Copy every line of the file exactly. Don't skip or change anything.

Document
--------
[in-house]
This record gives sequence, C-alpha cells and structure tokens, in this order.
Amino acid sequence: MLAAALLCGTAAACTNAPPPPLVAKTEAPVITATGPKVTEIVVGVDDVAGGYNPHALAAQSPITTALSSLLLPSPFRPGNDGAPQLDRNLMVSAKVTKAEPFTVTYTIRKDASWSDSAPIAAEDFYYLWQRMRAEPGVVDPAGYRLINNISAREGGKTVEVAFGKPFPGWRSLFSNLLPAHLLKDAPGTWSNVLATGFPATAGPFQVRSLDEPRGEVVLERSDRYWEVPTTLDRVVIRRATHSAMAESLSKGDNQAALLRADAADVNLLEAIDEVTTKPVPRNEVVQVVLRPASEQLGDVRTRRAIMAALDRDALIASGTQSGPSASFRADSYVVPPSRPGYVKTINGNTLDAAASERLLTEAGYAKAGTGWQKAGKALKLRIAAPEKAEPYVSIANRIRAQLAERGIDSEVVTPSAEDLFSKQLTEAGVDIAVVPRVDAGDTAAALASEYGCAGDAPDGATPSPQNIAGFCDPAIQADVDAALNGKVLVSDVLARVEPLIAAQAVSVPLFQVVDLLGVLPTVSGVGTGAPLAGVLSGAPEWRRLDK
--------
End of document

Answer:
[in-house]
This record gives sequence, C-alpha cells and structure tokens, in this order.
Amino acid sequence: MLAAALLCGTAAACTNAPPPPLVAKTEAPVITATGPKVTEIVVGVDDVAGGYNPHALAAQSPITTALSSLLLPSPFRPGNDGAPQLDRNLMVSAKVTKAEPFTVTYTIRKDASWSDSAPIAAEDFYYLWQRMRAEPGVVDPAGYRLINNISAREGGKTVEVAFGKPFPGWRSLFSNLLPAHLLKDAPGTWSNVLATGFPATAGPFQVRSLDEPRGEVVLERSDRYWEVPTTLDRVVIRRATHSAMAESLSKGDNQAALLRADAADVNLLEAIDEVTTKPVPRNEVVQVVLRPASEQLGDVRTRRAIMAALDRDALIASGTQSGPSASFRADSYVVPPSRPGYVKTINGNTLDAAASERLLTEAGYAKAGTGWQKAGKALKLRIAAPEKAEPYVSIANRIRAQLAERGIDSEVVTPSAEDLFSKQLTEAGVDIAVVPRVDAGDTAAALASEYGCAGDAPDGATPSPQNIAGFCDPAIQADVDAALNGKVLVSDVLARVEPLIAAQAVSVPLFQVVDLLGVLPTVSGVGTGAPLAGVLSGAPEWRRLDK